1. Board Composition across different funding stages
# of Board members
# of Board observers*
# of Independent Board Member
- 2 founders - 1 Angel or VC pre-seed investor
- 1 VC pre-seed investor
- 2 founders - 1 VC seed investor
- 1 VC seed investor
- 2 founders - 2 VC investors (Seed + Series A)
- 1 VC investors (Seed + Series A)
- sometimes up to 1 Independent
- 2 founders - 2 VC investors (Series A+ Series B)
- 1 VC investors (Series A + Series b)
- 1 Independent†
Series C and later stages
- 2 founders - 3 VC investors (Series A+ Series B & Series C)
- 3 VC investors (Series A, Series B + Series C)
- 1-2 Independents†
*The role of board observers should be demarcated with clear responsibilities and expectations. In practice, board observers often behave like board members if there is no clear guidance. Clear guidance ensures that all parties are aligned and lessens the likelihood for conflict further down the road.
†In the later stages of a company’s development, having the right independent board members in place can ensure the proper balance between the founders and investors. Thus finding the right people for these independent roles is a crucial decision for the successful composition of a board.
2. Board Positions and responsibilities
A good board finds a balance between controlling governance guidelines — laid out in your articles of association/shareholder agreement/rules of procedure — and on helping to make the right strategic decisions. To make the most out of your board meeting, it is essential to understand the different roles.
- Typically, founders are the initial members of the Board. Their influence may decrease as the company secures more funding.
- Angel investors or venture capitalists may join the Board to ensure alignment between the company and its financial backers, with their representation often increasing as the company raises more capital. We at b2venture believe there should always be a balance between entrepreneurs and investors with the independents playing a key role in keeping these interests aligned.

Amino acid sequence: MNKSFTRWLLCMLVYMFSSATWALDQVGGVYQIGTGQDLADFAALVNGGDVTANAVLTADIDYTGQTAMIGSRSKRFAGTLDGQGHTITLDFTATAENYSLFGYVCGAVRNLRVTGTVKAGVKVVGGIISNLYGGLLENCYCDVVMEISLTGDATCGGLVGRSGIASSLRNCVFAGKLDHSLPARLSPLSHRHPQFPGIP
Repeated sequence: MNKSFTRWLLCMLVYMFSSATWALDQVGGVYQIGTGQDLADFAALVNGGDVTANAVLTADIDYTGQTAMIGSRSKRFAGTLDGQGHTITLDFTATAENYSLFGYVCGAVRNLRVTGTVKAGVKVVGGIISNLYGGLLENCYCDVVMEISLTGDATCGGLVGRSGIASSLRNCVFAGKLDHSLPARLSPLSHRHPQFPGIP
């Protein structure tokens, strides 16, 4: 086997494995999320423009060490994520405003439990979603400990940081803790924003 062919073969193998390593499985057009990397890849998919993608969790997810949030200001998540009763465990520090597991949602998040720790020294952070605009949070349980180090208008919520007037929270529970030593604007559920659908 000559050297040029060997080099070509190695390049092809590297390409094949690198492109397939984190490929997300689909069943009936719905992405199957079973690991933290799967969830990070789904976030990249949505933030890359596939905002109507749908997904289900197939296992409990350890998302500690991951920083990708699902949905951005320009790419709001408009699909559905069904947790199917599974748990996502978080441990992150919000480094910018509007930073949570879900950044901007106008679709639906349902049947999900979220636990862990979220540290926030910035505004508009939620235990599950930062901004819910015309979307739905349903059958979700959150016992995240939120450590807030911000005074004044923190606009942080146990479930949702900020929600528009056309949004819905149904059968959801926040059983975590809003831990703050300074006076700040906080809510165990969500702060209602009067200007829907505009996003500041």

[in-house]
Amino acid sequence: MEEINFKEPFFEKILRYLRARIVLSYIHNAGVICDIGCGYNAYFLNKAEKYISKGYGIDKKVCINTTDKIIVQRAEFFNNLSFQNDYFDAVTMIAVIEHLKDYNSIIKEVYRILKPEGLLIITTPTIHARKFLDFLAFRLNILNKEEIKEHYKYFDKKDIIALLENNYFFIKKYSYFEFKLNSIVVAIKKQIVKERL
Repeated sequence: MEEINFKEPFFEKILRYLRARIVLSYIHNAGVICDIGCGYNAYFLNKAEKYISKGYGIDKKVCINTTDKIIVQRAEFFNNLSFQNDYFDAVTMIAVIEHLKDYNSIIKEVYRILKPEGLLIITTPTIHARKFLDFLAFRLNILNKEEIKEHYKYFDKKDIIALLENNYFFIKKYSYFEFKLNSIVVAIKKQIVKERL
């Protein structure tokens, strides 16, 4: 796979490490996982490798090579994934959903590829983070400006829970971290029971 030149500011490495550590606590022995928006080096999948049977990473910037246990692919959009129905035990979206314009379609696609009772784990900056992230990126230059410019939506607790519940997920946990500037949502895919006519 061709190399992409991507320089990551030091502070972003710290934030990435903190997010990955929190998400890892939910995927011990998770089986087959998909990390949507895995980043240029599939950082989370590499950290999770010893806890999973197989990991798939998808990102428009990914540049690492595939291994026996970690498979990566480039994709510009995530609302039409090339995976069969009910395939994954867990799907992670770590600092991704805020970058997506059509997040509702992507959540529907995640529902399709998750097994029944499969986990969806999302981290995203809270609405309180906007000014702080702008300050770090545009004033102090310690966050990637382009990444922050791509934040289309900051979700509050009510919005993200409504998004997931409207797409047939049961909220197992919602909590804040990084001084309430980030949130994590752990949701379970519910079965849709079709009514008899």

- The chairperson, appointed by the Board majority, leads meetings and validates decisions and records.
- Board observers can attend meetings but lack voting rights and the privilege to participate in discussions, primarily intended to keep shareholders informed.
- These advisors have no prior relationship with the company and are compensated for their counsel, bound by confidentiality and non-compete clauses.
- Advisors are not typically official Board members but offer valuable guidance in areas such as product development, marketing, finance, and legal matters.
- 🔮 Vision Setting: Ensure the company remains true to the foundational vision and mission laid out by the entrepreneurs running the company.
- 🧮 Strategic Direction: Act as a sparring partner and provide a range different perspectives on the company's strategy
- 👥 Resource Allocation: Ensure that resources are directed towards areas of highest impact
- 📱Networking & Introductions: Use personal networks for introductions to potential investors, hires, partners, or clients
- 📝 Mentorship & Guidance: Act as mentors to founders, offering advice on business challenges, team dynamics, and personal growth
- ⚖️ Governance & Compliance: Ensure that the company complies with legal & regulatory standards
- 💰 Financial Oversight: Review and approve budgets & monitor financial performance
- 👩🏻💻 Hiring & Compensation: Support efforts in hiring key executive roles
- 🛑 Risk Management: Identify potential risks in operations, strategy, or financials
3. Selecting the right board members
In terms of how to pick the right board members - for an early-stage company - the #1 attribute you need is trust. And the only way you build trust is with time. However, in the following, we suggest applying our skill framework to get a better understanding of your Board’s capabilities. Generally, the skills of Board members should complement each other, meaning that diverse backgrounds and competencies contribute to discussions in Board meetings.